Greene Couldn't See Beyond Virtualization

 
 
By Chris Preimesberger  |  Posted 2008-07-08 Email Print this article Print
 
 
 
 
 
 
 

The removal of highly successful VMware CEO Diane Greene could mean she didn't see enough of the big picture.

Why would the EMC/VMware board of directors relieve VMware CEO Diane Greene of her responsibilities July 8 after she and her staff had built one of the most successful post-bubble IT companies in the world?

Did Greene have a personal spat with EMC Chairman/CEO/President Joe Tucci? Yes, but that wasn't the real reason. Was the misstep of the 2008 financial guidance forecast a lingering problem? Nada. Did she not wear enough makeup? Your call.

Was her appearance on the cover of eWEEK recently the equivalent of the Sports Illustrated curse?  Highly unlikely.

It wasn't that VMware isn't making money, because it certainly is; and it's not because the company is losing market share, which it certainly isn't.

What then? Why make a major fix like this when nothing appears to be broken?

A carefully considered opinion is that the EMC board doesn't believe Greene is the person who can take VMware to the so-called "next level."

VMware has long established itself as the go-to provider for virtualization software in the data center. Having your software in about 85 percent of the world's data centers qualifies you in that way. However, the future is about more than virtualization; virtualization is one technical means to an end, and it changed the IT business forever. But there's more to it than that.

What's up next is undoubtedly on EMC's worry list.

"I didn't see the shifting of the leadership, marketing and the branding of the company to be about more than virtualization," Frank Gillett of Forrester Research told me. "I didn't see the blank-paper question addressed: 'If we had to start over from scratch right now, what would we build?'

"Virtualization is simply the subdivision or aggregation of IT resources to be different than it is. They're doing so much more than that, but they haven't got a name for it, they haven't got a vision for it. They haven't untangled themselves from virtualization."

For its part, VMware has been making the case that its hypervisor can be used as the basis for business continuity and disaster recovery, which puts the company into an entirely new market. A hugely upward-bound one, by the way.

The question is: Does VMware know how to monetize this, along with other opportunities? EMC, being a major storage player, more than likely had seen this coming and was probably wondering if VMware actually was going to make it pay off.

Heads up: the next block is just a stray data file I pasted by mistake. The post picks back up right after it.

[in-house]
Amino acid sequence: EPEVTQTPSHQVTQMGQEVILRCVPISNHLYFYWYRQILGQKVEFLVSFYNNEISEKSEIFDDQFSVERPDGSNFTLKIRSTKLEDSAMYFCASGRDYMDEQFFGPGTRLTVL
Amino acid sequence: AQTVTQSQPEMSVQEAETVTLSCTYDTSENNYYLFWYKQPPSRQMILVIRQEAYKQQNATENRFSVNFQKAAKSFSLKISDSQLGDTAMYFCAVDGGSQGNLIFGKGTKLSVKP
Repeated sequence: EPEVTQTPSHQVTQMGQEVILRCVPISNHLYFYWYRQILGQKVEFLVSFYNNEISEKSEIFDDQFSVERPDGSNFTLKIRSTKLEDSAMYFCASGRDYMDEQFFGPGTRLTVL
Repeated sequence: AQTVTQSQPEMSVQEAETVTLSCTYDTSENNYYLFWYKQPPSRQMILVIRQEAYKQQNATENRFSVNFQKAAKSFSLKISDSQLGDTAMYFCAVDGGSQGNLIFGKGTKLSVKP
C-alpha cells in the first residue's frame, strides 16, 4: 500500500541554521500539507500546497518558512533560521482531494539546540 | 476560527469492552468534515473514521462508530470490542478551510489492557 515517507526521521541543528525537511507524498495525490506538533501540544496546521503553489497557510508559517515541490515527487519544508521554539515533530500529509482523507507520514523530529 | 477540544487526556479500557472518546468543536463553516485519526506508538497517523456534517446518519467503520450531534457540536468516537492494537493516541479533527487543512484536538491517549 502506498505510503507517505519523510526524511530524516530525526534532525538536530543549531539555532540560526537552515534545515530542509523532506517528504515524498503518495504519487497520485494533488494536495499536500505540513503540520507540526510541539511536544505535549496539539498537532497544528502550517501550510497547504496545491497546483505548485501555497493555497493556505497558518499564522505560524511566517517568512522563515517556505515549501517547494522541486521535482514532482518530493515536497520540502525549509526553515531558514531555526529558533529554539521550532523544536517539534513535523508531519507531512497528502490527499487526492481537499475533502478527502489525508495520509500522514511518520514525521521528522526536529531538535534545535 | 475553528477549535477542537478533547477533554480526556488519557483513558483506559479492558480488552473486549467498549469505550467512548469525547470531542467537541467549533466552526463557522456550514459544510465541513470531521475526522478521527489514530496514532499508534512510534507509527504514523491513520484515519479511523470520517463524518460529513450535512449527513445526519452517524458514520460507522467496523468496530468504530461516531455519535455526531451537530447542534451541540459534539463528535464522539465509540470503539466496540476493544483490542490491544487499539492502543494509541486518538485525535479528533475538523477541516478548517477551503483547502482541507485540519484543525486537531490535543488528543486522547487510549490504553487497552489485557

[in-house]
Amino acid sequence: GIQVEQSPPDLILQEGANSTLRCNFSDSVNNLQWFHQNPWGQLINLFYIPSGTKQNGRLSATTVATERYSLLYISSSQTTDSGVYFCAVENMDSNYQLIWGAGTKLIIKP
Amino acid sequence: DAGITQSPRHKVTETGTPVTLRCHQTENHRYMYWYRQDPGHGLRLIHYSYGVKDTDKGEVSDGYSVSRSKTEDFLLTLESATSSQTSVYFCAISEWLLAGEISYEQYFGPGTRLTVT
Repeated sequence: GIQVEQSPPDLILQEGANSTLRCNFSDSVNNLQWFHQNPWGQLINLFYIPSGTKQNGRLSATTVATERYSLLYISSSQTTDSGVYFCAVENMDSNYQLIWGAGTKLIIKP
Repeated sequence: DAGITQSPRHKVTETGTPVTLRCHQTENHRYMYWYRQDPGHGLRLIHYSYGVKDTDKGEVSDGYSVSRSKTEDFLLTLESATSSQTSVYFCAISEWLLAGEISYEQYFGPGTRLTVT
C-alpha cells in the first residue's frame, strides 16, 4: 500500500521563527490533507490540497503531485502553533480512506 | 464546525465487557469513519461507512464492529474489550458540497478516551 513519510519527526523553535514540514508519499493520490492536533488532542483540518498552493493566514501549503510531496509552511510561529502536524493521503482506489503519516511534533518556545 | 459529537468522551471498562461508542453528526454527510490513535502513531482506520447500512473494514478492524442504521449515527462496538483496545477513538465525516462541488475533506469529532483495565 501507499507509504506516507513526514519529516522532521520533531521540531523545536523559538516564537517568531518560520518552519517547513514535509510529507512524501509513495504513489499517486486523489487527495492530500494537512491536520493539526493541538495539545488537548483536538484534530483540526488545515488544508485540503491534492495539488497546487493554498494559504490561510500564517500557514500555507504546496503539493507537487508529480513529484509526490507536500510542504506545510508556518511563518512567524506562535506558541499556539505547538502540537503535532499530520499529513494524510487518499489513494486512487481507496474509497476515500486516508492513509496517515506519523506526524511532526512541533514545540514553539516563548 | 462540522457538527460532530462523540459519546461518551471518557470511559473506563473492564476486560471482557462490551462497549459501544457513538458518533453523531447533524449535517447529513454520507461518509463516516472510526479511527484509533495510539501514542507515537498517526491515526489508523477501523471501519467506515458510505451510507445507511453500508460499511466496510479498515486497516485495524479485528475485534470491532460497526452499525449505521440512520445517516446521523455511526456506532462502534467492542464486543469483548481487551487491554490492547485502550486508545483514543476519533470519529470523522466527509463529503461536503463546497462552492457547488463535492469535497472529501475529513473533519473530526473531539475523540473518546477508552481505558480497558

"It's not to say that VMware could replace all forms of business continuity and disaster recovery, but it does change how those work, for the better; it creates alternatives, and it creates less expensive options for things you previously couldn't do at all, or [that] were too expensive to justify," Gillett said. "VMware needs to unhinge itself from virtualization and name what they're about, which is efficient shared IT resources. Are they [also] about a fabric operating system? Are they the next operating system that will span a data center rather than a server?"

Microsoft, on the other hand, is calling its new strategy Dynamic IT. "Microsoft has a name for this destination, and a long-term strategy for it. VMware, not quite," Gillett said.

This is not an immediate crisis, Gillett observed. "But if you go to their Web site, they're still pitching themselves as a leader in virtualization. And I'm thinking, 'You're so beyond virtualization.'"


 
 
 
 
Chris Preimesberger Chris Preimesberger was named Editor-in-Chief of Features & Analysis at eWEEK in November 2011. Previously he served eWEEK as Senior Writer, covering a range of IT sectors that include data center systems, cloud computing, storage, virtualization, green IT, e-discovery and IT governance. His blog, Storage Station, is considered a go-to information source. Chris won a national Folio Award for magazine writing in November 2011 for a cover story on Salesforce.com and CEO-founder Marc Benioff, and he has served as a judge for the SIIA Codie Awards since 2005. In previous IT journalism, Chris was a founding editor of both IT Manager's Journal and DevX.com and was managing editor of Software Development magazine. His diverse resume also includes: sportswriter for the Los Angeles Daily News, covering NCAA and NBA basketball, television critic for the Palo Alto Times Tribune, and Sports Information Director at Stanford University. He has served as a correspondent for The Associated Press, covering Stanford and NCAA tournament basketball, since 1983. He has covered a number of major events, including the 1984 Democratic National Convention, a Presidential press conference at the White House in 1993, the Emmy Awards (three times), two Rose Bowls, the Fiesta Bowl, several NCAA men's and women's basketball tournaments, a Formula One Grand Prix auto race, a heavyweight boxing championship bout (Ali vs. Spinks, 1978), and the 1985 Super Bowl. A 1975 graduate of Pepperdine University in Malibu, Calif., Chris has won more than a dozen regional and national awards for his work. He and his wife, Rebecca, have four children and reside in Redwood City, Calif.Follow on Twitter: editingwhiz
 
 
 
 
 
 
 

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